What is My Business Worth?

EAG, February 16, 2018

Marketing factors that can influence business valuations

Eight marketing factors that can influence business valuation
By Paul Weber, Chief Strategy Officer

Make no mistake about it, marketing seldom influences a business broker’s small business valuation. Cash flow, debt, profitability, processes, inventory, assets, liabilities, leadership and many other factors drive the value of most businesses. However, marketing should not be overlooked or ignored during a business valuation purchase or sale.

“I’m selling my business!” you say? Here are the eight most frequently cited factors that can influence your business broker’s business valuation. The information was compiled from our experiences with nearly 300 companies and input from several business valuation clients. Our own advertising agency has conducted several valuation exercises over the past several years.

“I’m buying a business!” you say? Keep this checklist handy to ensure you don’t pay for something you don’t receive in the transaction.

Have no plans to sell your business soon? Read the list anyway and see how the actions you take today can impact your business valuation in the future.

1. Goodwill and Brand Reputation
Goodwill is a measurable financial asset that can be quickly whisked away by a bad reputation. Whether you know it or not, your company may already have a brand reputation – good or bad. It can be found on many social media platforms including Yelp, Google Reviews, Glassdoor and the Better Business Bureau. Identifying and interpreting your company’s reputation takes some time and expertise. Reputation repair can take even longer. EAG Advertising offers small business brand management services, including those that prepare you for a potential sale of your business.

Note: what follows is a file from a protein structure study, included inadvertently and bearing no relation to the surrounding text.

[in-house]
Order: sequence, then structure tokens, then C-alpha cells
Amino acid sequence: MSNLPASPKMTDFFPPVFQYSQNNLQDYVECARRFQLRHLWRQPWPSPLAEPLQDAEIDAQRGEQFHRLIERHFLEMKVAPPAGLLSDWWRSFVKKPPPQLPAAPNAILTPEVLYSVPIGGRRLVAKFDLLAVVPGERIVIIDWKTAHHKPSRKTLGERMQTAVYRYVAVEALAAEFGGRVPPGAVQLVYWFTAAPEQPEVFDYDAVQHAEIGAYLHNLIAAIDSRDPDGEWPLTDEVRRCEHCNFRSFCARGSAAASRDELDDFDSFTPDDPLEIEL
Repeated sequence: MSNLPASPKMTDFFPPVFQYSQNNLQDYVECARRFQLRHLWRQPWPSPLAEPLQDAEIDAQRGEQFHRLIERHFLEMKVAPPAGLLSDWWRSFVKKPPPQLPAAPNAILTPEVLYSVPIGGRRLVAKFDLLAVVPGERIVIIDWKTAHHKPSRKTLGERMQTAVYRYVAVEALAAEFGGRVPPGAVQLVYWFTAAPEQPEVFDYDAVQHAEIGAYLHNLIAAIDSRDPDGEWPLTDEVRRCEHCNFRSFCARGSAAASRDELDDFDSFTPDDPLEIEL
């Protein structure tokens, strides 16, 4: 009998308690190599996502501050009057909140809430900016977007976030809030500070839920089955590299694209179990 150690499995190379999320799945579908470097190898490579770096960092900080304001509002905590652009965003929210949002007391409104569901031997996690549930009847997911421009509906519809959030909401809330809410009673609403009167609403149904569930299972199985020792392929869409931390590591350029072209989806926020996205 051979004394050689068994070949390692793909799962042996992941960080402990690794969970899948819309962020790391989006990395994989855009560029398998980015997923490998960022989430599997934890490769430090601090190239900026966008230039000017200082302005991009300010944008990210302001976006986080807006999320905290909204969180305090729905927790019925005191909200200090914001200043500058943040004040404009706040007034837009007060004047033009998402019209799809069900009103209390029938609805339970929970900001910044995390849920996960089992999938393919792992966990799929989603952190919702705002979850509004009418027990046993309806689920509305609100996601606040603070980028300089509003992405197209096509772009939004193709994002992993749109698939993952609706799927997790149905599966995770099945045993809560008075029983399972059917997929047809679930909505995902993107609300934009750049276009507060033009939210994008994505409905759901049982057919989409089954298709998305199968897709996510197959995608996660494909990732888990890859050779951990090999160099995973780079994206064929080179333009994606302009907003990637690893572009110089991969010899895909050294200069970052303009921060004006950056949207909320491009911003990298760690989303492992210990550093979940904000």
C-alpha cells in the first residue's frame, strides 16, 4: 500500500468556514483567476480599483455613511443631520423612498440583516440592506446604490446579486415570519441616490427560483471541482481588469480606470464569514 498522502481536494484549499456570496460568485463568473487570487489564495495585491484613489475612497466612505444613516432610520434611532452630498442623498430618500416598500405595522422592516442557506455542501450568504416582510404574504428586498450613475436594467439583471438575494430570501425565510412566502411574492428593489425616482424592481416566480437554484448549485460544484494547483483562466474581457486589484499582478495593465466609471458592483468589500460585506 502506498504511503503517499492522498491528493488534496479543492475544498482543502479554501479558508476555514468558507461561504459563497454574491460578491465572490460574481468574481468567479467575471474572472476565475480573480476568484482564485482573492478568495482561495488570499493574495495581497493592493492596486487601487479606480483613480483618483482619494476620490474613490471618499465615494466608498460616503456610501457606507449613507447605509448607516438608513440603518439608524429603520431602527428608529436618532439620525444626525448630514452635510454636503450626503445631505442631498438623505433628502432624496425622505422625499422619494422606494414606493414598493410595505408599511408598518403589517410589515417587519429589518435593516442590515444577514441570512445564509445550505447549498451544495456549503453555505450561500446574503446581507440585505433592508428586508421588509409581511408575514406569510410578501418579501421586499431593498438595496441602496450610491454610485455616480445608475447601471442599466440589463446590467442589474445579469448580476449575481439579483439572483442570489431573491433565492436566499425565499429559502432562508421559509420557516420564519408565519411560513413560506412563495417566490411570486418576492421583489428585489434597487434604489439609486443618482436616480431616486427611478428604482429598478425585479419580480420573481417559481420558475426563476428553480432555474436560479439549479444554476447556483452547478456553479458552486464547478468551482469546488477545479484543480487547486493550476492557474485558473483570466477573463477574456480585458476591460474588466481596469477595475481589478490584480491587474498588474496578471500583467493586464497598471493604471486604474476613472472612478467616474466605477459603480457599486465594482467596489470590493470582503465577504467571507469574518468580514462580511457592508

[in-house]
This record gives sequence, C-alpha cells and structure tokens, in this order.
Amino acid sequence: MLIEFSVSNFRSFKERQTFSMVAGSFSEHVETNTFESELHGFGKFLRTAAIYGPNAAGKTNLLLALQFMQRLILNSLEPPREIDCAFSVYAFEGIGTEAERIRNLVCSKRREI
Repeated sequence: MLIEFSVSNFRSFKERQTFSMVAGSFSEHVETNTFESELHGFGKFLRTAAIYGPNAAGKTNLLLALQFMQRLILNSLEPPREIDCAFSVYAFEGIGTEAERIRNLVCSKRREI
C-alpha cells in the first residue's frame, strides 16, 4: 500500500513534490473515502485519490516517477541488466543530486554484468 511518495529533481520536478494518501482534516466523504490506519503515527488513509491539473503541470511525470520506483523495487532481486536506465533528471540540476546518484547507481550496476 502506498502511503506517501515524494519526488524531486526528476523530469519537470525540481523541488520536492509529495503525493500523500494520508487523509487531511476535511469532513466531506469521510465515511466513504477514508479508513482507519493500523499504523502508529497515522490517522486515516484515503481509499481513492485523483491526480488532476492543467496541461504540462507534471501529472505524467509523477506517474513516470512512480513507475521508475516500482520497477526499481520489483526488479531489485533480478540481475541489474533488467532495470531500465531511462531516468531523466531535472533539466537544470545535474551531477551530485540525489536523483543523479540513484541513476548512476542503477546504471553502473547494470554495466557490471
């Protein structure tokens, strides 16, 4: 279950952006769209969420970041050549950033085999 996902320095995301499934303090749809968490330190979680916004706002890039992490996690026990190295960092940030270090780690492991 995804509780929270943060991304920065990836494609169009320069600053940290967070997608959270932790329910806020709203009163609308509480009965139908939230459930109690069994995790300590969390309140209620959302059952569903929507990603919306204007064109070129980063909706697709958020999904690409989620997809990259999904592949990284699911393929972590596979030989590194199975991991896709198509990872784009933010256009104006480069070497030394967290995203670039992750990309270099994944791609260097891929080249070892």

2. Social Media Asset Ownership
Who owns your social media accounts? You might be surprised to learn your business doesn’t own its own social media assets. If you’ve worked hard to earn a positive social media presence, all can be lost if a key employee established your accounts in their individual name rather than your business name.

Although it’s unlikely that missing social media assets would sour your deal with a potential business buyer, it certainly won’t help create a smooth transition. If you are on the buying side, be certain all social media assets are accessible and verified as legitimately owned by the business.

3. Prospect and Lead Lists
If your prospect and leads aren’t safely secure in a CRM (customer relationship management) tool, you have put your business in a position of less value to a business broker and prospective buyers. All too often, sales teams are given the latitude to manage their own leads and prospects. This pipeline of future sales should never be put at risk and left in the hands of anyone other than business ownership. This is an asset with huge value to a new owner. Get a CRM, instruct sales to use it and lock up your leads.

4. Brand Intellectual Property
Have a really catchy name and logo? Did you invest a lot in that cool website and all your branding materials? If you are selling your business, be sure your intellectual property rights are firmly intact. If you are a buyer, take the time to guarantee that what you are buying is rightfully yours.